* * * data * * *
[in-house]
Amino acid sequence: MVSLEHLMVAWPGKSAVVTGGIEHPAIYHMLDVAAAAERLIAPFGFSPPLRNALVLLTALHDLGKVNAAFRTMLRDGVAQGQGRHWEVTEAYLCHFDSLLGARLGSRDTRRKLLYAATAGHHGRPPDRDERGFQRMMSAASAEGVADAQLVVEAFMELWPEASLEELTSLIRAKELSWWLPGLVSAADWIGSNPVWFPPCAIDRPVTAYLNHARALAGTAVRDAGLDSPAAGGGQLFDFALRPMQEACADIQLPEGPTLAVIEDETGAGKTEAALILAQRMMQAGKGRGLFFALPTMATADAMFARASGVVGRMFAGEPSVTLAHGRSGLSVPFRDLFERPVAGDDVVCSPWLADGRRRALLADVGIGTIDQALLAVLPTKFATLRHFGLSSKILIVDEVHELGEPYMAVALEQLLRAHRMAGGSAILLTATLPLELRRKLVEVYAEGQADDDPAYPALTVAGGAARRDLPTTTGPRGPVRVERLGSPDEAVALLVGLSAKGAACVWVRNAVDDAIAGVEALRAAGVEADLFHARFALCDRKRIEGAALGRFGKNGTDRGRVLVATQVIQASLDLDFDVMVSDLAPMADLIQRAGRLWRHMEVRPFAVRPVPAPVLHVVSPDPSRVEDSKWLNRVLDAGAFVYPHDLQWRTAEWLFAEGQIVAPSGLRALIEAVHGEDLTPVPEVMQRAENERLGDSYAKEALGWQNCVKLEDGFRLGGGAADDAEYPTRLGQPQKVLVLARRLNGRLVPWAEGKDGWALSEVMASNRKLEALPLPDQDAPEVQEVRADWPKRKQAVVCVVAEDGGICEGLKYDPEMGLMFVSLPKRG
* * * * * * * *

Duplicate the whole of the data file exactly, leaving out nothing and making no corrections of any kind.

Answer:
[in-house]
Amino acid sequence: MVSLEHLMVAWPGKSAVVTGGIEHPAIYHMLDVAAAAERLIAPFGFSPPLRNALVLLTALHDLGKVNAAFRTMLRDGVAQGQGRHWEVTEAYLCHFDSLLGARLGSRDTRRKLLYAATAGHHGRPPDRDERGFQRMMSAASAEGVADAQLVVEAFMELWPEASLEELTSLIRAKELSWWLPGLVSAADWIGSNPVWFPPCAIDRPVTAYLNHARALAGTAVRDAGLDSPAAGGGQLFDFALRPMQEACADIQLPEGPTLAVIEDETGAGKTEAALILAQRMMQAGKGRGLFFALPTMATADAMFARASGVVGRMFAGEPSVTLAHGRSGLSVPFRDLFERPVAGDDVVCSPWLADGRRRALLADVGIGTIDQALLAVLPTKFATLRHFGLSSKILIVDEVHELGEPYMAVALEQLLRAHRMAGGSAILLTATLPLELRRKLVEVYAEGQADDDPAYPALTVAGGAARRDLPTTTGPRGPVRVERLGSPDEAVALLVGLSAKGAACVWVRNAVDDAIAGVEALRAAGVEADLFHARFALCDRKRIEGAALGRFGKNGTDRGRVLVATQVIQASLDLDFDVMVSDLAPMADLIQRAGRLWRHMEVRPFAVRPVPAPVLHVVSPDPSRVEDSKWLNRVLDAGAFVYPHDLQWRTAEWLFAEGQIVAPSGLRALIEAVHGEDLTPVPEVMQRAENERLGDSYAKEALGWQNCVKLEDGFRLGGGAADDAEYPTRLGQPQKVLVLARRLNGRLVPWAEGKDGWALSEVMASNRKLEALPLPDQDAPEVQEVRADWPKRKQAVVCVVAEDGGICEGLKYDPEMGLMFVSLPKRG